Book Review: Trust by Domenico Starnone

Trust by Domenico Starnone is the second of a handful of short books that I picked up at the local library (the first was Comfort Me with Apples).

Publisher’s Blurb

Pietro and Teresa’s love affair is tempestuous and passionate. After yet another terrible argument, she gets an idea: they should tell each other something they’ve never told another person, something they’re too ashamed to tell anyone. They will hear the other’s confessions without judgment and with love in their hearts. In this way, Teresa thinks, they will remain united forever, more intimately connected than ever.

A few days after sharing their shameful secrets, they break up. Not long after, Pietro meets Nadia, falls in love, and proposes. But the shadow of the secret he confessed to Teresa haunts him, and Teresa herself periodically reappears, standing at the crossroads, it seems, of every major moment in his life. Or is it he who seeks her out?

Starnone is a master storyteller and a novelist of the highest order. His gaze is trained unwaveringly on the fault lines in our public personas and the complexities of our private selves. Trust asks how much we are willing to bend to show the world our best side, knowing full well that when we are at our most vulnerable we are also at our most dangerous.

My take

Like the Valente novella, Trust is a short work of fiction that I enjoyed but wasn’t exactly sure what to make of it.

The kernel at the heart of the story is the secret shared between Pietro and Teresa. Never revealed, but a thread woven through the entire story. Sometimes the tensions builds and it feels like everything will come crashing down but it never quite does.

I enjoyed the story as a mediation on the way we create stories and perceptions of ourselves and our lives, about who we are and why we do what we do, etc. At the heart of the story is the idea that shared risk can bind people together but also push them apart. There is a sort of magnet effect of both attraction and repulsion and love is the wrestling with this effect.

But I also felt like there was a layer or level or the story or writing that I was missing. Particularly after reading the afterward by Jhumpa Lahiri which is really a musing on language and translation.

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Quick Take On A Short Book: Comfort Me with Apples by Catherynne M. Valente

During a recent trip to the library, I picked up a couple of intriguing short works of fiction.  I finished the first, Comfort Me with Apples by Catherynne M. Valente.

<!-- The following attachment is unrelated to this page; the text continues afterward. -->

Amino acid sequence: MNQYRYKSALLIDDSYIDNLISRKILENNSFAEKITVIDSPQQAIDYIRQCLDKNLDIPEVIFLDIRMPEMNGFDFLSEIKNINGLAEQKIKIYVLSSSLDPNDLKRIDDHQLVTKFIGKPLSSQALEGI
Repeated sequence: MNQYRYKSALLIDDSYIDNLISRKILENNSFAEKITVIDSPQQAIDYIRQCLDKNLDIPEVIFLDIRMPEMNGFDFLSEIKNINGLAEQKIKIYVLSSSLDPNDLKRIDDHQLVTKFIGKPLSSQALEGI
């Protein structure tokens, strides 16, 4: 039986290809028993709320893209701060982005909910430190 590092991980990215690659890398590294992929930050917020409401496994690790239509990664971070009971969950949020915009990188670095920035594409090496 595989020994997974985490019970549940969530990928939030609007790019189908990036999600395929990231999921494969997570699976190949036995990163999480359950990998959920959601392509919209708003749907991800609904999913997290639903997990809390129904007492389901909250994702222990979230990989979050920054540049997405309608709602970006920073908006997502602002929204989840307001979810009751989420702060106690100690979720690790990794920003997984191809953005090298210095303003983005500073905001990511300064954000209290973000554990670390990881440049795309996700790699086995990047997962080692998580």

Sophia was made for him. Her perfect husband. She can feel it in her bones. He is perfect. Their home together in Arcadia Gardens is perfect. Everything is perfect.

It’s just that he’s away so much. So often. He works so hard. She misses him. And he misses her. He says he does, so it must be true. He is the perfect husband and everything is perfect.

But sometimes Sophia wonders about things. Strange things. Dark things. The look on her husband’s face when he comes back from a long business trip. The questions he will not answer. The locked basement she is never allowed to enter. And whenever she asks the neighbors, they can’t quite meet her gaze…

But everything is perfect. Isn’t it?

My quick take

I enjoyed it for the odd novella that it was but, like many, wondered if it delivered on its promise.

It was creepy and atmospheric in some ways; a sense of building panic, of something wrong just off page. Not sure I would call it horror or even a thriller (the book cover says “terrifying new thriller”). And the language and prose is wonderful in that unique Valente style. But the mystical feminist or anti-men ending with its Biblical language and imagery was both weird and a little unclear.

I read it in one sitting. Can’t imagine buying a copy unless I was a big time Valente fan, but I did find it an interesting diversion on a cold Monday night.

For me the quickness of the read, and the fact that I checked it out from the library made it a low risk.  Others have reacted differently. Check out Goodreads to get a flavor.

For other reviews see below.

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MLK Day: A Confession and Some Links to Further Reading

First, the confession.  In the flush of hoping to restart the blog last year, as opposed to this year, I wrote the following:

For the record, I plan to read what you might call primary documents during February, Black History Month. As the Black Lives Matter movement and related issues exploded over the summer I thought it would be interesting to attempt to read in a way that was emotionally removed from this summer but intellectually connected.

Books in this vein I hope to read this year (from my Library of America and Everyman’s collection):

It will not shock you to learn that I didn’t read any of those books last year. In my defense, sort of, I did read On Juneteenth, the novel Juneteenth, and started A Glorious Liberty.

And, inspired by our church service on Sunday, I started reading A Call to Conscience: The Landmark Speeches of Dr. Martin Luther King, Jr. but haven’t made it past the introduction.

So instead of a nicely topical book review, I offer you a few links to past reviews:

Maybe I can get to those Library of America and Everyman’s volumes this year…

Graphic Novels I Read in 2021: Santa Claus, Norse Myths, the Palestinian Conflict, an Indian Robin Hood & More

I am not a big reader of graphic novels but I do read half a dozen or so each year.  Rather than review each one individually, because I don’t have a lot to say, I thought I would collect them in one post.  I thought they were all interesting reads for different reasons. Some from authors/creators I am familiar with, some that just caught my eye at the library.

Klaus by Grant Morrison, Dan Mora (Illustrations)